As startup stories go, the founders of Beer Below Zero probably have one of the less difficult ones out there. While they only started with Php 150,000 in capital, it was money the founders could afford to lose. “Put it this way, we could play with that kind of investment for fun,” says Luigi Nuñez, who founded the business with fellow Bicol native Vinson Co-Say and college buddy Jay-jay Angala.
They got serious when they realized there was demand for the beer-cooling technology they invented—an idea they kicked around during a drinking spree. “Usapang lasing talaga nagsimula ang Beer Below Zero,” recalls Nuñez, the president. To test their idea, each of them bought a freezer from the appliance store Anson’s and charged the purchases to their credit cards at zero percent interest, 12 months to pay. With the freezers taken care of, they only used the Php 150,000 capital they pooled together to pay their staff, rent, R&D and marketing.
To get the experiment rolling, they consulted with refrigerator experts, chemists and engineers. After six months, they cracked the problem: they finally developed a technology that cools beers at minus 8 to 13 degrees, said to be the best temperature to enjoy the brew. The founders launched in May 2008 and snagged their first five clients in two months, with Grilla Bar & Restaurant, which Nuñez co-owns, being the first taker.
“Getting the first five clients was the most difficult [because the technology was new],” says Nuñez. “It was difficult because we didn’t have proof of concept yet.” Even pitching to Grilla was a challenge, he recalls.
“I was part of Grilla. You would think it would be easy, but I had to go through the process of convincing the board that it would be something beneficial to the whole group.”
When they landed Grilla as a client, the Makati restaurant became their de facto office, where they would bring other potential clients so they could show off the technology and try the beers. The founders also had to prove that having Beer Below Zero would have an impact on their sales. That’s still the hook that resonates most with potential customers.
Nuñez says Beer Below Zero’s customers in the Philippines see a 38 percent jump in beer sales on average. Establishments also see an increase in food sales if staff is proactive in pushing food pairings, he notes and that’s not the end of it.
Beer Below Zero made sure it delivers after-sales support. “The business, it’s more than just the cold beer and the freezer. There’s a service behind it,” says Nuñez, noting they provide an F&B value-added service as they also act as consultants—for free—to restaurant and bar operators needing help with their menu, staff training and other aspects of running the food business.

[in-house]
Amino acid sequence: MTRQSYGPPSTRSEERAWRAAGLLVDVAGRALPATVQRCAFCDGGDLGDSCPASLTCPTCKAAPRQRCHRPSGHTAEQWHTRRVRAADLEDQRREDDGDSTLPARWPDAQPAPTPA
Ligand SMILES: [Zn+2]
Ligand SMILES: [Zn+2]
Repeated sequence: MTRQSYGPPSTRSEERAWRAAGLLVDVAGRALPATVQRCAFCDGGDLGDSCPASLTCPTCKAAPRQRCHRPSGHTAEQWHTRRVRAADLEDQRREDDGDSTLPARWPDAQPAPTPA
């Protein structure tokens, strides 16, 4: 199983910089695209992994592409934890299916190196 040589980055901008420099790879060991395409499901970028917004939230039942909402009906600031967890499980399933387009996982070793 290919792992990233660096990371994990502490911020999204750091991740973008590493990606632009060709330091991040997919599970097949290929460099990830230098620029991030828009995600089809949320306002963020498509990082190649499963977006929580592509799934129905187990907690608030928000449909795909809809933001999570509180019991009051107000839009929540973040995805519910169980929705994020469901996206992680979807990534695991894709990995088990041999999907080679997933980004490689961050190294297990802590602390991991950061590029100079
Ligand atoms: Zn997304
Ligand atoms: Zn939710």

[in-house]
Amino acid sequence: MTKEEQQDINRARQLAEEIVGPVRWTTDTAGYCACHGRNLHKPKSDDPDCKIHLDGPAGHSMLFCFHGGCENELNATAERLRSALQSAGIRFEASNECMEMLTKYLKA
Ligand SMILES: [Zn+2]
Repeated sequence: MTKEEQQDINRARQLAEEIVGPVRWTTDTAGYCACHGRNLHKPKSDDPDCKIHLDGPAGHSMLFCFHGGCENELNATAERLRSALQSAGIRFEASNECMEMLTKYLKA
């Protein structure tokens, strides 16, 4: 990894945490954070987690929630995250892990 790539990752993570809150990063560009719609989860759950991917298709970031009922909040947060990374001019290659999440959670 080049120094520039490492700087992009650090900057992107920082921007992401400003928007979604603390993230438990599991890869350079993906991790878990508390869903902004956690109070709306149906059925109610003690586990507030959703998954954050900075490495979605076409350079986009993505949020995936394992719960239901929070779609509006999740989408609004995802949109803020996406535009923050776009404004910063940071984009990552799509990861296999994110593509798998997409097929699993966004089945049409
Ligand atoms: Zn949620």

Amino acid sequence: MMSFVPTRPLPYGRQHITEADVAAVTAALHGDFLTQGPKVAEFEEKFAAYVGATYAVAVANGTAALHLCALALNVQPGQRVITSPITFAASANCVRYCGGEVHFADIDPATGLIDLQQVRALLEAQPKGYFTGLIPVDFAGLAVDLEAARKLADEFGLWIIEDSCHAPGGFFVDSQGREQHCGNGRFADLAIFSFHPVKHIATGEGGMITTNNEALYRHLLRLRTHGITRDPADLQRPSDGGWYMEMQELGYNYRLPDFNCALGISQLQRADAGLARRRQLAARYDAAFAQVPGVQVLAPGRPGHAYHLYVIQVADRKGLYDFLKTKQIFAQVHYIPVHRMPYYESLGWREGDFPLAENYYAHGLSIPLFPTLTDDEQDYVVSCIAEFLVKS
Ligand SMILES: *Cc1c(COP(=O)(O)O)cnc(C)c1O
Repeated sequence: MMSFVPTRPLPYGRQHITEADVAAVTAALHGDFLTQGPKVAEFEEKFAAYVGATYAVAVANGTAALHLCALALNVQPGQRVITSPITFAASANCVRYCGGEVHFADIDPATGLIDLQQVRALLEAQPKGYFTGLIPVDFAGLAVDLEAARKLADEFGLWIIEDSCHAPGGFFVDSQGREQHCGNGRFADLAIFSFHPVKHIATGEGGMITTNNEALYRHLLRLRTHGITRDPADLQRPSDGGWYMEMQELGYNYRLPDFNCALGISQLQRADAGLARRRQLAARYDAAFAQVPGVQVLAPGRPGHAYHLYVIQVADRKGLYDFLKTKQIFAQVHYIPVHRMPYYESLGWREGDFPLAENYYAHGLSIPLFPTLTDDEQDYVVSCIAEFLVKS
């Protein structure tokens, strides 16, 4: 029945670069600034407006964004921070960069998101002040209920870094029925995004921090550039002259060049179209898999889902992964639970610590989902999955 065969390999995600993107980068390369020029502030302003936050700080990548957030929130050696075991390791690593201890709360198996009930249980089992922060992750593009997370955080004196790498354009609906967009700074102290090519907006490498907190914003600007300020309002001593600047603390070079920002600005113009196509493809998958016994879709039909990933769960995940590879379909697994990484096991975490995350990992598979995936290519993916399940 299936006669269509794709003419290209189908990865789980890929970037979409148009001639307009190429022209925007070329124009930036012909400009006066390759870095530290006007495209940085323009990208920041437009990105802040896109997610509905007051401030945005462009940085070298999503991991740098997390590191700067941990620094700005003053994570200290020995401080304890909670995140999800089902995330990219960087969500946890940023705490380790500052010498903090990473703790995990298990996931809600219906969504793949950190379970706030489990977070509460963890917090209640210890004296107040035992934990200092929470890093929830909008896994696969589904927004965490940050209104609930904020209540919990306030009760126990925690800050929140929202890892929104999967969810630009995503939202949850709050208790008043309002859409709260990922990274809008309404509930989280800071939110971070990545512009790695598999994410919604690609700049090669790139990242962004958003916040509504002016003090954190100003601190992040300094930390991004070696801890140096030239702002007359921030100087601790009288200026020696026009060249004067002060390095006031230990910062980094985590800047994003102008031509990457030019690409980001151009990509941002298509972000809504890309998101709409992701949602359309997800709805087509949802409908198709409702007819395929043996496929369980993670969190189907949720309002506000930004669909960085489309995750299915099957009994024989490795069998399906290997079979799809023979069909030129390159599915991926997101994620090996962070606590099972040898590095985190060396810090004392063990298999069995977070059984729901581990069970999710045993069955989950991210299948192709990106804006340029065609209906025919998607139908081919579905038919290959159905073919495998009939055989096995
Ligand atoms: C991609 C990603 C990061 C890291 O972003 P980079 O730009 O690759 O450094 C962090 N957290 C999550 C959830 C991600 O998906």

It’s a strategy that works. Over the past years, the company never needed to borrow, despite occasional cash-flow problems. Their expansion, for instance, was financed purely from company-generated funds. Still, Nuñez says, finding expansion capital was one of the biggest challenges the company had faced over the years. The partners, in fact, only started to pay themselves on the second year of the business, as they’d rather spend their earnings to open new markets.
Right now, says Nuñez, revenues come from three streams: Lease of the freezers, the Php 5 share they get for each bottle sold at establishments, and from the outright sale of freezers.
Nuñez says offering a lease option on their second year was a turning point for the business, because they were able to tap smaller establishments, which couldn’t agree to the Php 5 markup arrangement as it meant committing to sell 150 cases a month.
Another turning point was when they decided to have their own freezers produced three years ago. “When we had the demand for it, that’s when we had our own freezers produced. Sobrang excited kami when we got the first container with the freezers.”
Now, Beer Below Zero is on its way to being in 1,500 establishments here and abroad, and is bent on further widening its global footprint. It already has presence in the Asia Pacific, including the US.
Nuñez knows Beer Below Zero has come a long way. “Our story is something aspirational and inspirational—’yung idea na nagsimula ito sa pag-iinom. A lot of people have told me, ‘Man, it’s a gold mine.’ We’re blessed that we thought of it; we’ll just make sure we follow through.”
This story originally appeared in the April 2015 issue of Entrepreneur Philippines magazine. Minor edits have been done by Entrepreneur.com.ph.